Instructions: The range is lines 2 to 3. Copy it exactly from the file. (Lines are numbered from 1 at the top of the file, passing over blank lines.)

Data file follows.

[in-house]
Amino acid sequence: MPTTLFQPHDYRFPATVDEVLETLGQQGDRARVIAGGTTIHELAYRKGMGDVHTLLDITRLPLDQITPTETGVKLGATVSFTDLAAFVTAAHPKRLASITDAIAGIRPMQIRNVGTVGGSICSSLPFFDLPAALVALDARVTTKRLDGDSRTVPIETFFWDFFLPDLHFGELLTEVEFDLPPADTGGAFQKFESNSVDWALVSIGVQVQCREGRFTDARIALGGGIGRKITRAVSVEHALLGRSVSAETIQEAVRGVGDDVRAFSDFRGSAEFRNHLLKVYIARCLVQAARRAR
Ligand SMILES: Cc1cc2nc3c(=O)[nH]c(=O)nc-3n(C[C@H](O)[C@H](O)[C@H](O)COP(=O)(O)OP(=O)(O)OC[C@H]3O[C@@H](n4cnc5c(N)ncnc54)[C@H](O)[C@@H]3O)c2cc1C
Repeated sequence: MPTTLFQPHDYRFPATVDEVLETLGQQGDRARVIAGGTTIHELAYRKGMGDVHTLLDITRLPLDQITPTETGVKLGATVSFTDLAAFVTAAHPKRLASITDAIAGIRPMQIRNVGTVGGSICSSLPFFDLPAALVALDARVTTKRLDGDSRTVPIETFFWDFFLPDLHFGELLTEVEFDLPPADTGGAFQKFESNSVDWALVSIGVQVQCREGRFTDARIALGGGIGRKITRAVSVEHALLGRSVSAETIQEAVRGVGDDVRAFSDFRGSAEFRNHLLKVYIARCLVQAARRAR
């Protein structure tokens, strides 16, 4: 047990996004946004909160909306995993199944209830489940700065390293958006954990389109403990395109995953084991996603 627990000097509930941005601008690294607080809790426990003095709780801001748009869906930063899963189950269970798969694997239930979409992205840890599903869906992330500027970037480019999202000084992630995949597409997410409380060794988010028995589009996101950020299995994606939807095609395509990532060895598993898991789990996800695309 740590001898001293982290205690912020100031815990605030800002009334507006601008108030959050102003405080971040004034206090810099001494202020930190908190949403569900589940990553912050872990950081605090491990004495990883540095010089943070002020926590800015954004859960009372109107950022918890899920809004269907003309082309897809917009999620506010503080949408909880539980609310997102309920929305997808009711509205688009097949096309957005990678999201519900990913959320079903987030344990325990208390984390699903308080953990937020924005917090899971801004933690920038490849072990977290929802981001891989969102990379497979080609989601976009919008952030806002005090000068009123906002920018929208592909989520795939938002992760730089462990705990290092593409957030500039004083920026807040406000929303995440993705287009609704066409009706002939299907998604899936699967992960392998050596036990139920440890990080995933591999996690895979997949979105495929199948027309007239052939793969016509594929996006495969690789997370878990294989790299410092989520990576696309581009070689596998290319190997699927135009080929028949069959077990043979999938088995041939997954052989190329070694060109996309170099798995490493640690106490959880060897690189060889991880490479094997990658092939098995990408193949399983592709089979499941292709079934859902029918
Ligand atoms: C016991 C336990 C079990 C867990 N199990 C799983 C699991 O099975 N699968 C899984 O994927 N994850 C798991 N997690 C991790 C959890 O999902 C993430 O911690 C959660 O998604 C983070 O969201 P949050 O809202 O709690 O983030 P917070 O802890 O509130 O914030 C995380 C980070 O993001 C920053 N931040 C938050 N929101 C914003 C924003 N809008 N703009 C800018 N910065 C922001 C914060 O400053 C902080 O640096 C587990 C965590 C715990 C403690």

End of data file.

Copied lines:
Amino acid sequence: MPTTLFQPHDYRFPATVDEVLETLGQQGDRARVIAGGTTIHELAYRKGMGDVHTLLDITRLPLDQITPTETGVKLGATVSFTDLAAFVTAAHPKRLASITDAIAGIRPMQIRNVGTVGGSICSSLPFFDLPAALVALDARVTTKRLDGDSRTVPIETFFWDFFLPDLHFGELLTEVEFDLPPADTGGAFQKFESNSVDWALVSIGVQVQCREGRFTDARIALGGGIGRKITRAVSVEHALLGRSVSAETIQEAVRGVGDDVRAFSDFRGSAEFRNHLLKVYIARCLVQAARRAR
Ligand SMILES: Cc1cc2nc3c(=O)[nH]c(=O)nc-3n(C[C@H](O)[C@H](O)[C@H](O)COP(=O)(O)OP(=O)(O)OC[C@H]3O[C@@H](n4cnc5c(N)ncnc54)[C@H](O)[C@@H]3O)c2cc1C